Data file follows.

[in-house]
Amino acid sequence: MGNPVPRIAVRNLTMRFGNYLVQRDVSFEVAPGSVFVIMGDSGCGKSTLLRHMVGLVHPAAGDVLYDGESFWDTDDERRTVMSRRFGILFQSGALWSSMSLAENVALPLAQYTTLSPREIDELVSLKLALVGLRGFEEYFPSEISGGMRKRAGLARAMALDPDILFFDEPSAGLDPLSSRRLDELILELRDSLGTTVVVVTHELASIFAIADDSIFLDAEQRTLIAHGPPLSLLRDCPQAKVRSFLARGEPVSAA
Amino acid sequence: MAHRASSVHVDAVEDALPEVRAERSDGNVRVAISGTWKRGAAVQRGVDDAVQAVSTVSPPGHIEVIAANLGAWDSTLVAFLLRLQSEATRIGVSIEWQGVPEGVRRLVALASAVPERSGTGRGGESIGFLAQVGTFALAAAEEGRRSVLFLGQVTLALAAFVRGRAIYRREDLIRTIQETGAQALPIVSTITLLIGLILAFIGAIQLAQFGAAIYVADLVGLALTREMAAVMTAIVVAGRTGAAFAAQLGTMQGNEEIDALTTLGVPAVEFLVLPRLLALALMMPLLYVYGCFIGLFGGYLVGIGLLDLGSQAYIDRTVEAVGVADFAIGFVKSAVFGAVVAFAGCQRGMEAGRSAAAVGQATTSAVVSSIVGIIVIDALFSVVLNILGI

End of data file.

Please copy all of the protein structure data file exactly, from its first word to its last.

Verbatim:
[in-house]
Amino acid sequence: MGNPVPRIAVRNLTMRFGNYLVQRDVSFEVAPGSVFVIMGDSGCGKSTLLRHMVGLVHPAAGDVLYDGESFWDTDDERRTVMSRRFGILFQSGALWSSMSLAENVALPLAQYTTLSPREIDELVSLKLALVGLRGFEEYFPSEISGGMRKRAGLARAMALDPDILFFDEPSAGLDPLSSRRLDELILELRDSLGTTVVVVTHELASIFAIADDSIFLDAEQRTLIAHGPPLSLLRDCPQAKVRSFLARGEPVSAA
Amino acid sequence: MAHRASSVHVDAVEDALPEVRAERSDGNVRVAISGTWKRGAAVQRGVDDAVQAVSTVSPPGHIEVIAANLGAWDSTLVAFLLRLQSEATRIGVSIEWQGVPEGVRRLVALASAVPERSGTGRGGESIGFLAQVGTFALAAAEEGRRSVLFLGQVTLALAAFVRGRAIYRREDLIRTIQETGAQALPIVSTITLLIGLILAFIGAIQLAQFGAAIYVADLVGLALTREMAAVMTAIVVAGRTGAAFAAQLGTMQGNEEIDALTTLGVPAVEFLVLPRLLALALMMPLLYVYGCFIGLFGGYLVGIGLLDLGSQAYIDRTVEAVGVADFAIGFVKSAVFGAVVAFAGCQRGMEAGRSAAAVGQATTSAVVSSIVGIIVIDALFSVVLNILGI